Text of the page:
Sarkozy’s crusade against burka all about stirring hostility to gain votes
Eight months ago ( and 10 months before regional elections were due to be held all over the country), French President Nicolas Sarkozy raised a vital issue before his parliament. It was not the financial meltdown that was undermining the world’s economies, or the threat of climate change, or even the rash of bike thefts in Paris. He wanted to ban the burka.
“ The problem of the burka is not a religious problem,” he told French legislators in June of last year. “ This is an issue of a woman’s freedom and dignity. This is not a religious symbol. It is a sign of subservience.... I want to say solemnly, the burka is not welcome in France.”
The next day parliament created a 32-member cross-party committee to investigate whether wearing the burka violates the principles of the French constitution.
The burka is a shroud-like, fullbody covering worn in public by some Muslim women who take (or whose husbands or fathers take) an extremely conservative view on the need for female “modesty.” The wearer sees the world only through a narrow grill of cotton threads sewn into the front of the garment, or, in the case of the variant called the niqab, through an open slit that reveals only the eyes.
The parliamentary committee discussed the issue of the burka for six months and delivered its conclusions a couple of weeks ago. It did not propose to ban the burka entirely but recommended that women wearing burkas be forbidden to enter schools, hospitals and government offices or to use public transportation. Thus, a bus driver, for example, could refuse to let a burka-clad woman board the bus to collect her chil- dren from school.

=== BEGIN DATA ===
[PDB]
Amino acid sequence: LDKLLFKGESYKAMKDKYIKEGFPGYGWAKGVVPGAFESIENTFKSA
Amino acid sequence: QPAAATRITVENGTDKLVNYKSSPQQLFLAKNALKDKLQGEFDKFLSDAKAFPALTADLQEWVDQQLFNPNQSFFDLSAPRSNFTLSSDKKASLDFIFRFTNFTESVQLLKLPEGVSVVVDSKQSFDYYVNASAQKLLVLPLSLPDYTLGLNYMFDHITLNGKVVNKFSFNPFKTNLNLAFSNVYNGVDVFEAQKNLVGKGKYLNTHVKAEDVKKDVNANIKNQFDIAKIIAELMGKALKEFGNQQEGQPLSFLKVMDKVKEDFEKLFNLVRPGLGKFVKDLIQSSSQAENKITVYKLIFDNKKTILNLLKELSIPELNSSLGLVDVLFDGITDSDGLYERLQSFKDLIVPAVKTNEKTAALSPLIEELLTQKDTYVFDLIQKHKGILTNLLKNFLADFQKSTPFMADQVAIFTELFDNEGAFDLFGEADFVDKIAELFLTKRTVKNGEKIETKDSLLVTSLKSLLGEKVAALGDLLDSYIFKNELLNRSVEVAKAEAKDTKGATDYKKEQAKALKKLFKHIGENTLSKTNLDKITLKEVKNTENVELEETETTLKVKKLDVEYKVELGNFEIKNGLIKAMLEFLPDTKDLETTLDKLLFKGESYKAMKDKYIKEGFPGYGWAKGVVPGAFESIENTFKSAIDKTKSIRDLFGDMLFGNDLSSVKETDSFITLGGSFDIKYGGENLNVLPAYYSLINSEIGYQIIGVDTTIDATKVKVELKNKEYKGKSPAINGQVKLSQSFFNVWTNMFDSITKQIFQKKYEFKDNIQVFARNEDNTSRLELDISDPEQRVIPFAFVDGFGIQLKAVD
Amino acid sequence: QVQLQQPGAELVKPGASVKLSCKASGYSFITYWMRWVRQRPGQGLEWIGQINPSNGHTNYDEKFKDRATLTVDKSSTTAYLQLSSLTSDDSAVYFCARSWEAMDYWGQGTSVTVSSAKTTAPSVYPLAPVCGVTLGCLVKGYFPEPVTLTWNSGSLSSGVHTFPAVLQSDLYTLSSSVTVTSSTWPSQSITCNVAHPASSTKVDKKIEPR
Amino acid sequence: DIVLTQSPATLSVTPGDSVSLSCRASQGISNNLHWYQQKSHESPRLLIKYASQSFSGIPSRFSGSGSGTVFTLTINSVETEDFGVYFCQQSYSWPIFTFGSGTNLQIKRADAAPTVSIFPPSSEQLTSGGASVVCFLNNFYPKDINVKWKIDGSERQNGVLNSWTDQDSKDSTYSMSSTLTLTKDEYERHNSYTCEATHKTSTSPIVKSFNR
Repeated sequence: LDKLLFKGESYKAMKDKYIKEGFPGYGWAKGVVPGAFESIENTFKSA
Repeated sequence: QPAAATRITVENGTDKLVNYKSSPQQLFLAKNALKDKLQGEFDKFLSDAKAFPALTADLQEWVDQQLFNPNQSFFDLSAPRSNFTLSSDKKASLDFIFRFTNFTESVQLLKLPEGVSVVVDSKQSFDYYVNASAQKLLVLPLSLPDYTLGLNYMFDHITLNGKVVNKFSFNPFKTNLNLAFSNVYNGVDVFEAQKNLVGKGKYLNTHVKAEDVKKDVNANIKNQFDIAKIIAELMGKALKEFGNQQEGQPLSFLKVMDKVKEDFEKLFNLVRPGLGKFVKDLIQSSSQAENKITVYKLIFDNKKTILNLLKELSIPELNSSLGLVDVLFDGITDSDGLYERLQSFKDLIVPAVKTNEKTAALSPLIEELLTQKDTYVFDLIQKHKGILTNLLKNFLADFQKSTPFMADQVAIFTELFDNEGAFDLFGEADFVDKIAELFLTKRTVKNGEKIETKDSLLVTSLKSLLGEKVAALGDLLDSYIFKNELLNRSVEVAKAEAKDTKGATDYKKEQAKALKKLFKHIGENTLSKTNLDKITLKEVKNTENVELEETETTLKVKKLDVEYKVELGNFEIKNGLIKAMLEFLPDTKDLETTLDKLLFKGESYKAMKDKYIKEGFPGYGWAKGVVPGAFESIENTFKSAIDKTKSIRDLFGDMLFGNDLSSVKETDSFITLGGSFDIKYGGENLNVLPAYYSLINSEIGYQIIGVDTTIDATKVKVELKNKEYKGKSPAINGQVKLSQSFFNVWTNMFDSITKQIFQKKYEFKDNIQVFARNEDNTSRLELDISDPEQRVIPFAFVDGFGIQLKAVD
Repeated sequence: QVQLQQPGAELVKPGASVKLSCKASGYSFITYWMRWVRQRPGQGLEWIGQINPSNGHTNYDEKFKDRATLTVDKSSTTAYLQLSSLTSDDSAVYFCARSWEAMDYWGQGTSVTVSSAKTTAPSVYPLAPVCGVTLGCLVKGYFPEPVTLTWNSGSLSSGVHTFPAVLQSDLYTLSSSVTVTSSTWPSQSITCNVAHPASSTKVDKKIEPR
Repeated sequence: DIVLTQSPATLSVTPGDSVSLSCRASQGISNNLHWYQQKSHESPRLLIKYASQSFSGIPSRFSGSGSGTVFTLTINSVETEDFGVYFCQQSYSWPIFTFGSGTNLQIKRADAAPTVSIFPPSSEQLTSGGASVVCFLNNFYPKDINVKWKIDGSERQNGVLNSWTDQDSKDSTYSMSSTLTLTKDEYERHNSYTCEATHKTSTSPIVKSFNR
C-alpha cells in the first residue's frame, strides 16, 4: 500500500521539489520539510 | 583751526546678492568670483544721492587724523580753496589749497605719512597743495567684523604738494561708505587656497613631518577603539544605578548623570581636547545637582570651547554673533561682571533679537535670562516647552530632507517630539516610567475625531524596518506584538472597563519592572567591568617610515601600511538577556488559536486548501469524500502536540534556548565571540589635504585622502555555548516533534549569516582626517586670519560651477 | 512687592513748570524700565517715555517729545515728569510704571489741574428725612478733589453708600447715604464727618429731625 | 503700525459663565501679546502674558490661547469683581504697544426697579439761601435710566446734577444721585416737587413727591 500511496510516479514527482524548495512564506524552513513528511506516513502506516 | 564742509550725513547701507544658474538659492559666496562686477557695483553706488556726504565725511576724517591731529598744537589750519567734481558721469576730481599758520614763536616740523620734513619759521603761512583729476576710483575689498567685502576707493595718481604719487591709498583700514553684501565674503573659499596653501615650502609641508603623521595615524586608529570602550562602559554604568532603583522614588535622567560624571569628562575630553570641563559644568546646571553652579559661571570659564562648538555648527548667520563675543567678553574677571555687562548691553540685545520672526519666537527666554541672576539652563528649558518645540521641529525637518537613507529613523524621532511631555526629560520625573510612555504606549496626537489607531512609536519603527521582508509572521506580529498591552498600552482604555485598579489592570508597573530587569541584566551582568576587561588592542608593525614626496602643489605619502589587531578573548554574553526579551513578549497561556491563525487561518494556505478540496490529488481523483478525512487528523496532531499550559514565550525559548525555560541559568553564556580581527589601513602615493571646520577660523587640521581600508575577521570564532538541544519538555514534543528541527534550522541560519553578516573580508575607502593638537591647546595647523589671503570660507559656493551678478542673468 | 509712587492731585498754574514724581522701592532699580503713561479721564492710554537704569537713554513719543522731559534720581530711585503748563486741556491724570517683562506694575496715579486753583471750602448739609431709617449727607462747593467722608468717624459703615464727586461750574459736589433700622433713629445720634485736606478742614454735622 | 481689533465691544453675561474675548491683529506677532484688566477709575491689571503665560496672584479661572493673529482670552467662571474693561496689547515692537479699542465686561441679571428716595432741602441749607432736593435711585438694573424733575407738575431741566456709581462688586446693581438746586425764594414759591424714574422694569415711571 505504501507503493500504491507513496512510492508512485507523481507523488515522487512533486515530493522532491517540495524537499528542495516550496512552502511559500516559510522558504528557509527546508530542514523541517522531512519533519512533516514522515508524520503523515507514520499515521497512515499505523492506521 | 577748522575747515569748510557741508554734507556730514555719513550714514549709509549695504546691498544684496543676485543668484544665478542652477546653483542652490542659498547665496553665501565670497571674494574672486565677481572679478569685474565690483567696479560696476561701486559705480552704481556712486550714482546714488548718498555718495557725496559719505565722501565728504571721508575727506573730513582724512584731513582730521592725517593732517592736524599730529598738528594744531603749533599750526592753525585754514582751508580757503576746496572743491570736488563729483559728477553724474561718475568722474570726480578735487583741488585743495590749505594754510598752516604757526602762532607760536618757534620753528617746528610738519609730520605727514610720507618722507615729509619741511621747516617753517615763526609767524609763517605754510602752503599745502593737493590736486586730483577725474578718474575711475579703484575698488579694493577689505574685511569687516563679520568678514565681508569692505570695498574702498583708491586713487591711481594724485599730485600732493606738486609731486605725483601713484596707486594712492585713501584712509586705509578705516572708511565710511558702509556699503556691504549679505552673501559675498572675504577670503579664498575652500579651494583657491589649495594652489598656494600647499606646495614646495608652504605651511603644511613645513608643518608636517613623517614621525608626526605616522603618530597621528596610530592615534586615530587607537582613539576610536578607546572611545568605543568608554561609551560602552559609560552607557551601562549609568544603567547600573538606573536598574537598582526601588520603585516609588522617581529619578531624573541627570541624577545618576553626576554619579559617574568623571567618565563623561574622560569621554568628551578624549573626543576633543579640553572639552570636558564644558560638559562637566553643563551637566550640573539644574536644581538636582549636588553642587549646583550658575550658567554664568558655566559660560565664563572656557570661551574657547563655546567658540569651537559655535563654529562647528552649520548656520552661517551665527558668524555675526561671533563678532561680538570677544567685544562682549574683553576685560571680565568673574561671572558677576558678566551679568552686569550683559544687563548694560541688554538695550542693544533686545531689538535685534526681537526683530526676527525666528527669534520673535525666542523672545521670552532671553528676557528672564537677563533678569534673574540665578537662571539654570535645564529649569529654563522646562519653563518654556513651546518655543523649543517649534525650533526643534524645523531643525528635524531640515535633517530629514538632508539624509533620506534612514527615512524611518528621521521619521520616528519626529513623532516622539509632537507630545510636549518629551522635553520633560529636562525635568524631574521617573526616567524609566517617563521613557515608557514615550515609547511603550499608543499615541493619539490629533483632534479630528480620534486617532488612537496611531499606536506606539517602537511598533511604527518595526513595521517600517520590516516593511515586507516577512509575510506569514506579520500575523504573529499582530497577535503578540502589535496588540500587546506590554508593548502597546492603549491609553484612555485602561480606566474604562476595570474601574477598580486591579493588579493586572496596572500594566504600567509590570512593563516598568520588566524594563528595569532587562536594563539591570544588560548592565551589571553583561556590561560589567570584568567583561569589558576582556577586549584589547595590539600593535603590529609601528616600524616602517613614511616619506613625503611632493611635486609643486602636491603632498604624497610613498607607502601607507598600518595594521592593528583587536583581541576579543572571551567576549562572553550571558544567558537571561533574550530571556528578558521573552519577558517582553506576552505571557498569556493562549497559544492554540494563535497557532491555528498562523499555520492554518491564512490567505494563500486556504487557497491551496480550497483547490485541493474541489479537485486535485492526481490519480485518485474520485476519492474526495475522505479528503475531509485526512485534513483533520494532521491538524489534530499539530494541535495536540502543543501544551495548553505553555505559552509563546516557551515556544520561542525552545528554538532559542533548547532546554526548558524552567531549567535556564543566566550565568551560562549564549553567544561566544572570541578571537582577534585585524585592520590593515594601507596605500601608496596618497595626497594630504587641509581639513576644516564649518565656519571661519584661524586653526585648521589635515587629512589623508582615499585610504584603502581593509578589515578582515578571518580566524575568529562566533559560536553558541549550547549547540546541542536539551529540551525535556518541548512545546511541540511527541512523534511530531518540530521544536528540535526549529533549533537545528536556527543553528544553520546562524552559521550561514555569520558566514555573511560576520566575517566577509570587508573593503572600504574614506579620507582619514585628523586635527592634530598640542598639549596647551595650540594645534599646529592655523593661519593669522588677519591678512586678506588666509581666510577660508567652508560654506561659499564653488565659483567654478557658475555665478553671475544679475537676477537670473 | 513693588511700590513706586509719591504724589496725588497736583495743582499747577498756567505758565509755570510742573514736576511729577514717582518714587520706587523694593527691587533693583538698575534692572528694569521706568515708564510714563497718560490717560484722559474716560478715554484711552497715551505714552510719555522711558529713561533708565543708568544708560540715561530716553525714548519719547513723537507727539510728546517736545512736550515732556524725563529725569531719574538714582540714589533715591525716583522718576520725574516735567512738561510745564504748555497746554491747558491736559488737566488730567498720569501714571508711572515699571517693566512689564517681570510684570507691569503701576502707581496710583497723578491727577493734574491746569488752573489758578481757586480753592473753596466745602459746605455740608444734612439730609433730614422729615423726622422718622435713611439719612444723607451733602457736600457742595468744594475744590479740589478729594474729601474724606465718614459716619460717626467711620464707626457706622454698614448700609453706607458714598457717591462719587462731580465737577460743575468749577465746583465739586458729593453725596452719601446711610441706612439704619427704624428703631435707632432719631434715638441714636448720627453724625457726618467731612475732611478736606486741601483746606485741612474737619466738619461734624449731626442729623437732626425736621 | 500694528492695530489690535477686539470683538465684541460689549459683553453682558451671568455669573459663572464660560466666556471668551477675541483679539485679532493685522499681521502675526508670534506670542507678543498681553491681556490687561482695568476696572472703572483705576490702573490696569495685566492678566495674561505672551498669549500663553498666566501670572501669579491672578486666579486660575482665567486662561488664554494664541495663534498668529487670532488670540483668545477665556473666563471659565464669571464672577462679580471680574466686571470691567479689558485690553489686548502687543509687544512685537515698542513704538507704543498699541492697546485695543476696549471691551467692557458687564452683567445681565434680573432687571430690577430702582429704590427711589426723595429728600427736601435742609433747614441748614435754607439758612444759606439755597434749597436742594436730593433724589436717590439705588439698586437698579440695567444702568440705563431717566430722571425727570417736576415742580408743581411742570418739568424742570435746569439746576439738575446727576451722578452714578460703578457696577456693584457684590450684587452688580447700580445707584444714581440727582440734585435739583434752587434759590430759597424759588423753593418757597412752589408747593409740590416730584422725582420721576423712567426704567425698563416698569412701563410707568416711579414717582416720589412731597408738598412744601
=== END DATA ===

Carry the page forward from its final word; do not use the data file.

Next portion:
What useful purpose could such a law serve? Some of the women wearing burkas presumably do so of their own free will, while others are forced to do so by their male relatives. An antiburka law would violate the rights of the first group and increase the likelihood that the second group will be entirely confined to their homes.
The French parliament cannot move fast enough to pass such a law before the regional elections are held in March but the committee’s report ensures that an ugly debate about immigrants will be raging during the election campaign. It is part of the same disturbing trend in Europe that saw Swiss voters ban minarets in a referendum last year, and Dutch legislators vote in 2005 in favour of banning the burka. (The Dutch government lost an election before a law was passed.)
It is estimated that between three million and six million ( five to 10 per cent) of France’s 64 million people are Muslims. It is also estimated that only 1,900 women in France wear burkas, mostly in the immigrant suburbs around Paris and other big French cities. That is less than one Muslim woman in a thousand.
This is not really about burkas (which almost half of the French population say that they never see). It is about mobilizing right wing voters, and to energize them even more Sarkozy declared a “great debate” on French identity last November. His motives are cynical and his methods are manipulative, but since he has raised the issue, what about it? Is wearing a burka compatible with being the citizen of a modern democracy?
If you have not been accustomed to it since childhood, there is unquestionably something disturbing about encountering masked people ( for that is what the burka and niqab produce) in a public space. The wearers’ gender and your own common sense will tell you that they are not dangerous people but they are and will remain apart, almost alien, reject- ing the common society that everyone else shares.
That is not ideal but it must be tolerated in societies that accept and embrace every other kind of diversity. Fadela Amara, a Muslim-born women’s rights campaigner and a minister in Sarkozy’s government, has called the burka “a kind of tomb for women,” but she has no right to impose her view on those who freely choose to wear it.
That does not take account of the other women ( probably a majority) who wear it only in obedience to their men, but this is not a matter on which legislation can be effective. Ban the burka, and those women will simply become full-time prisoners in their own houses.
Besides, Sarkozy is not really trying to free those women. He is just trying to win the regional elections by stirring up antiMuslim feeling.